Suppose you were reading and came to the following line:
“She kept her head and kicked her shoes off, as everybody ought to do who falls into deep water in their clothes.”
Would you …
(a) continue reading, because that’s a perfectly acceptable sentence, or
(b) throw a tantrum and insist that the author is an imbecile speeding the wholesale destruction of the English language?
If you’re a regular reader of this blog, you’re probably answering (a). If you’re answering (b), I regret to inform you that you hate the writing of C. S. Lewis.
And if you’re the sort to answer (b), the sort of person who rages at the alleged grammatical buffoonery of your fellows, I’m sure it’s because you think you’re doing us all a favor, and that your condescending tone is justified because: first, you’re being helpful regardless of the tone you’re using; second, people only learn through negative conditioning, and so it is your duty, however unpleasant, to rub their noses in it to keep them from going on doing it; third, only a truly illiterate mouth-breather would be so moronic as to make such a mistake, and such imbeciles are below contempt and probably don’t even realize that you’re condescending to them anyway; and fourth, given the Heruclean effort you’ve put into learning the English language as impeccably as you did, it’s really only fair that you get to be a little self-satisfied and perhaps even gloat a smidge.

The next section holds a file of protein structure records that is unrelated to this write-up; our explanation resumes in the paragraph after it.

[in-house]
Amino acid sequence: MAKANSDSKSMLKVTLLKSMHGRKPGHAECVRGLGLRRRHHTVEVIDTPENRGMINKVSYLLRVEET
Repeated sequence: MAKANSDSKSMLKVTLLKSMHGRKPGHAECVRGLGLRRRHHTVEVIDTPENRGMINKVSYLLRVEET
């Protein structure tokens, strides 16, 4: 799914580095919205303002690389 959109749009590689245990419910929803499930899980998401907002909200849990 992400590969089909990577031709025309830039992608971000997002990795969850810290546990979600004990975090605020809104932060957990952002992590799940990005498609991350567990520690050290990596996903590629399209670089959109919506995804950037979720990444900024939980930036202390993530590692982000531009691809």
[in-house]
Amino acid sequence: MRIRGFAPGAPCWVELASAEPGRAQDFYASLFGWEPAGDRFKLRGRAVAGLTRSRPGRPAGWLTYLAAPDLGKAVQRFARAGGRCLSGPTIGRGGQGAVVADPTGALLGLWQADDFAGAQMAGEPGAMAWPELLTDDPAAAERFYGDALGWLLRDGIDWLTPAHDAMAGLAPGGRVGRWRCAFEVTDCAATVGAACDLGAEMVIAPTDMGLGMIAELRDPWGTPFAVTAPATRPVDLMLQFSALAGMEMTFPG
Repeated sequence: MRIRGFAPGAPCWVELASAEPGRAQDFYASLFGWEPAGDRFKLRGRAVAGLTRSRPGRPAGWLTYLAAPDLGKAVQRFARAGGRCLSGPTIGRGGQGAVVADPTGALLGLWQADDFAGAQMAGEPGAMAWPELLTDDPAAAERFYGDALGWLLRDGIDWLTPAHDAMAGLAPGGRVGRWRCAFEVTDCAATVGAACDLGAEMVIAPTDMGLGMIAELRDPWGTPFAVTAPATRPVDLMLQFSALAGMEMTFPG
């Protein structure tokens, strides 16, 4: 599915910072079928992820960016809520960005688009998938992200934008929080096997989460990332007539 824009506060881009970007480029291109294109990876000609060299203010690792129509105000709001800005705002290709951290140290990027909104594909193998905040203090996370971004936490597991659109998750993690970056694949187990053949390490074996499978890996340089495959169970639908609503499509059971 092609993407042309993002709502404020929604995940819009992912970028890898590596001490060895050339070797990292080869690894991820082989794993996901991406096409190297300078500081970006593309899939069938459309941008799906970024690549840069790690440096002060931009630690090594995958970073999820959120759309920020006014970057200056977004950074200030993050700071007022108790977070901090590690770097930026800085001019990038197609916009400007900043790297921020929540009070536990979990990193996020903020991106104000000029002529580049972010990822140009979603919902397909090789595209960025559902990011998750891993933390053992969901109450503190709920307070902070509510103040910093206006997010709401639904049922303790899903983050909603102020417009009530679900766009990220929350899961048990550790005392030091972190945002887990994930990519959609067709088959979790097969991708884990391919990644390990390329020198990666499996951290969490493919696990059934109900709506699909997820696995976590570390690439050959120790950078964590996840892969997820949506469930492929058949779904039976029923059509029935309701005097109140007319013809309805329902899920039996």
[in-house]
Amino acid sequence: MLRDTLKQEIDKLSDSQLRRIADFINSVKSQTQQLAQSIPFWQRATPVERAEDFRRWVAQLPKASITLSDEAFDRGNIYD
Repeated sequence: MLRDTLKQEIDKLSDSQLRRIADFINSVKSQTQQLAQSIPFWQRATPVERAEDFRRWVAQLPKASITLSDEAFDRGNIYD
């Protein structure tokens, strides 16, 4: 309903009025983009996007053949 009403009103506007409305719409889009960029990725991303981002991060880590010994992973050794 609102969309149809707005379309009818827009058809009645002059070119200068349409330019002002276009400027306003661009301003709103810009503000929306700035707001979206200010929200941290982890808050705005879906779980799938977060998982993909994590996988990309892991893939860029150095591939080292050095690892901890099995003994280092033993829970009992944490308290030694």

The only problem with this view is that all you’ve managed to learn about English is how to get your brain to release some satisfying endorphins every time you blindly regurgitate some authority figure’s unjustified assertion. You’re not helping; you’re just getting someone to pretend to agree with you long enough to shut you up. Or worse, you’re scaring people into submission to a point where they feel compelled to preface their speech with apologies for any unknown violence their words are committing against the presumed propriety of the language. Never forget, though, that language is the people’s. Your witless superstition will, by-and-large, be ignored by the speakers of the language, and the alleged impropriety will almost certainly win out in the end. Don’t mistake yourself for a brave defender of our language against the barbarians at the gates when, in truth, you’re nothing but a millennialist shouting about the end-times of the English language. Meanwhile, the world spins on, and the language flourishes, hale and hearty.
One great example of this situation is the shouting down of those who use singular they. I’ve wanted for some time to have one place to send everyone who complains about singular they, a single page that can debunk whatever junk they’re peddling against it. There’s been lots of great stuff written about why singular they is acceptable, but every time I want to smash the arguments against it, I have to waste time jumping through old Language Log posts and books and whatnot, so I figured I’d finally go about summarizing it all. Without further ado, here’s the evidence for singular they, and why you ought to stop “correcting” it.
This is a delightful read no matter who you are, and should be required reading for anyone who tries to use the argument that "singular they" is inaccurate. The full post goes on to point out 'singular they's historical usage, usage by good writers, acceptance by authorities, and a few other arguments used against this pronoun.
Personally, my view on singular they is this: As long as singular "you" is acceptable, so is singular "they". (yes, I do want to bring back thou)